Making A Name With The Big Boys Penn State's Terry Killens Is Thriving Despite His Size.

Posted: October 18, 1995

On all fours, Penn State's Terry Killens looked downfield to see if the pass by Purdue quarterback Rick Trefzger had connected. It hadn't.

Then, Killens turned to look back at Trefzger to see whether the hit he had administered with the force of a wrecking ball had inflicted any damage. It had.

Trefzger had completed his three previous passes, and appeared to be settling into a groove, but now he was walking a crooked pathway toward the sideline. The quarterback gutted out the rest of the first half before the team physician diagnosed a concussion and forced him to become a spectator the rest of the game.

Killens' forceful hit may have been the pivotal play in Penn State's 26-23 win over the Boilermakers, because Purdue's young backup, John Reeves, was largely ineffective.

Once again, Killens, Penn State's best defensive player so far, had refuted the argument that he is too small to be a quality defensive end. In an era when the typical defensive end at a major college goes about 6-foot-4, 250 pounds and must duel with huge tight ends and mammoth offensive tackles, Killens is a relative dwarf at 6-1, 223.

No matter. The personable 21-year-old senior from Cincinnati leads the 19th-ranked Nittany Lions (4-2) with 5 1/2 sacks as they move into Saturday's Big Ten Conference game against undefeated and 18th-ranked Iowa (5-0) in Iowa City.

"Basically, I think it's just heart and desire," said Killens, succinctly explaining his ability to somehow transform himself into a bigger man when he pulls on the shoulder pads.

His speed, agility and pass-coverage ability make Killens more suited to playing outside linebacker, which is what he was until injuries to State's defensive line forced him to get into a three-point stance and a closer look at the big guys he so often sprints past.

"We've asked Terry to do a lot, and he's responded by doing an excellent job," coach Joe Paterno said. "At times, we've had to put him against guys who go about 265 pounds and he's held his own."

Those who recall Killens as the lone true freshman to play in every game during the 1992 season probably wonder where he was until this season. Even as an 18-year-old, his speed and aggressiveness were evident. But his career slipped off the fast track, partly because of a couple of injuries, mostly

because his head couldn't catch up to his legs. After last year's opener against Minnesota, Killens lost his starting job to Willie Smith.

"The coaches just felt I was inconsistent, that I made mistakes, and that was hard for me to accept," Killen said. "They (the mistakes) probably came

from trying so hard to make the big play all the time. Coaches have to trust that you won't go out and make stupid mistakes, and I used to make a lot of stupid mistakes. I worked harder on knowing what everyone around me is doing rather than just on what I was supposed to do."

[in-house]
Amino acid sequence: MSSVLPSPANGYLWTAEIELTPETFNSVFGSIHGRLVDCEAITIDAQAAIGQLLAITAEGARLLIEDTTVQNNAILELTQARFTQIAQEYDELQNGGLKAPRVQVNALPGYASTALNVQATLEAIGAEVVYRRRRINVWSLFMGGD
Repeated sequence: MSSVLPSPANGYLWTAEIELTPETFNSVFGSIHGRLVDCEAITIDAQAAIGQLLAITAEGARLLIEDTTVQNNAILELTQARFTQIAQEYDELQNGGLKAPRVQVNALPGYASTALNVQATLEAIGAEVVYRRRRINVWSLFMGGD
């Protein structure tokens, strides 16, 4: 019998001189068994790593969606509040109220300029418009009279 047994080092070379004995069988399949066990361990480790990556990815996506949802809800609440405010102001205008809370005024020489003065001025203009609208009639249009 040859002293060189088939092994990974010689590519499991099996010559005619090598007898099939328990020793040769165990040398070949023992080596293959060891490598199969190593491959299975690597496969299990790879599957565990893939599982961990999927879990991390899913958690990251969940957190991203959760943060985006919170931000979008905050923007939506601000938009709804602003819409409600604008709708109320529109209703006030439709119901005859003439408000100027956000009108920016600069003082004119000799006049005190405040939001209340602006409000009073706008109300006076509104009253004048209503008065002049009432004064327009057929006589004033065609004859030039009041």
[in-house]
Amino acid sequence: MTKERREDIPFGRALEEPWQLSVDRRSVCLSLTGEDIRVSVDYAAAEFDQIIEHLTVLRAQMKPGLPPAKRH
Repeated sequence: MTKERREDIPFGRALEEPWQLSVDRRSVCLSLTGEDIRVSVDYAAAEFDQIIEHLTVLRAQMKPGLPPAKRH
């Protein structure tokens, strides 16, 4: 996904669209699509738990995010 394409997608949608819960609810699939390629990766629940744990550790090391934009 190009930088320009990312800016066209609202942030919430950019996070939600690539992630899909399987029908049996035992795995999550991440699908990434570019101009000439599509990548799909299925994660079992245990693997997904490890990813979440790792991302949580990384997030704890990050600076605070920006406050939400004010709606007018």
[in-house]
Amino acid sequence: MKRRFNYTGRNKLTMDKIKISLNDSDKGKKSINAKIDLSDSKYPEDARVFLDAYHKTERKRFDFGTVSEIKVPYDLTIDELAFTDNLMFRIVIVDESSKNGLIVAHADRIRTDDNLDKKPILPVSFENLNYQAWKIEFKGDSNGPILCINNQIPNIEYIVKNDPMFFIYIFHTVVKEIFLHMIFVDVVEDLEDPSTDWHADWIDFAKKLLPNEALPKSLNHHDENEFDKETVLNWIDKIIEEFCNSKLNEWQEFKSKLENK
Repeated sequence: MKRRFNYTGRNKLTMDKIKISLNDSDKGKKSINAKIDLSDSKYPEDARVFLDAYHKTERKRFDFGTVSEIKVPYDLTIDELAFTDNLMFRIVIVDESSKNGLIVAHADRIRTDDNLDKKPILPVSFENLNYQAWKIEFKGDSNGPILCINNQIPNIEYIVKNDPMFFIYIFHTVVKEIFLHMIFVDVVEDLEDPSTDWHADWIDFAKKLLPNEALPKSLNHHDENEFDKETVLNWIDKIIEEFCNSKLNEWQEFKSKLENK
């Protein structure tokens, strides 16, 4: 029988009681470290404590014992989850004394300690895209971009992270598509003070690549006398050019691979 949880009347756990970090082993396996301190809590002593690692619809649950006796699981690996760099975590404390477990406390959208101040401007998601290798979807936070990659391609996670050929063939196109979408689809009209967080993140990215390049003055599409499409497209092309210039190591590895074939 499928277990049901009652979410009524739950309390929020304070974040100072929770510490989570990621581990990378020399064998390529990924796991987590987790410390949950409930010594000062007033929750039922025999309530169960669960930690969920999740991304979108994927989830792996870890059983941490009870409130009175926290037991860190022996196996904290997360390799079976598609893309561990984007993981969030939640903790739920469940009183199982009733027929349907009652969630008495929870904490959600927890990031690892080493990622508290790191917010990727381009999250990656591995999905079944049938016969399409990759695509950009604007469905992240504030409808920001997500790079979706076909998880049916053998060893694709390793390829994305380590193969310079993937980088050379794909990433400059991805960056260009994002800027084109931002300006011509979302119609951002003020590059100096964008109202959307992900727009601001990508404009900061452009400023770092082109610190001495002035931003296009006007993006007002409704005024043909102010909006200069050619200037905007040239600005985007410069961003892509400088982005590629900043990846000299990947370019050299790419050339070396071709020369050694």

So far, this has been an uneven season for Penn State's defenders, who had vowed to improve over last year's up-and-down group, whose sins were drowned out by the noise from the school's most devastating offense ever.

But in the consecutive losses to Wisconsin and Ohio State that ruined Penn State's Rose Bowl chances, the Nittany Lions' defense too often broke down on third-down plays, and too frequently yielded huge pass plays.

Questions came up. Was this defense too small, too soft, lacking in leadership? Or is this just a sign of the times? After all, teams are scoring at an uncanny rate this season.

Killens said the defense has plenty of leaders and that, yes, it does seem more difficult to stifle offenses now than a couple of years ago.

"I think it's because of all the different schemes teams run these days, and there's a lot more passing," Killens said. "A couple years ago most teams were running the I-formation. Now, there are so many good receivers and teams are throwing more and getting quicker scores and it's harder for defenses to keep up.

"But just because we're small, I don't think teams are running us over and pushing us around. We're doing well against the running game, but teams are throwing over the top of us.

"I was kind of disappointed in our pass defense from the Rutgers through the Ohio State games. We weren't getting much pressure on the quarterbacks and we gave up too much on third down. But we've worked harder to be effective on third down and I think it's coming along now."

Killens, who hopes to become a sports broadcaster, believes the stiff defense the Nittany Lions played during the second half of the Purdue game will carry through the rest of a difficult schedule.

"Purdue was a big win because it tested our character," he said. "We were down in the first half. We weren't playing well. We weren't hitting people. Joe challenged us at halftime, and I think we responded."

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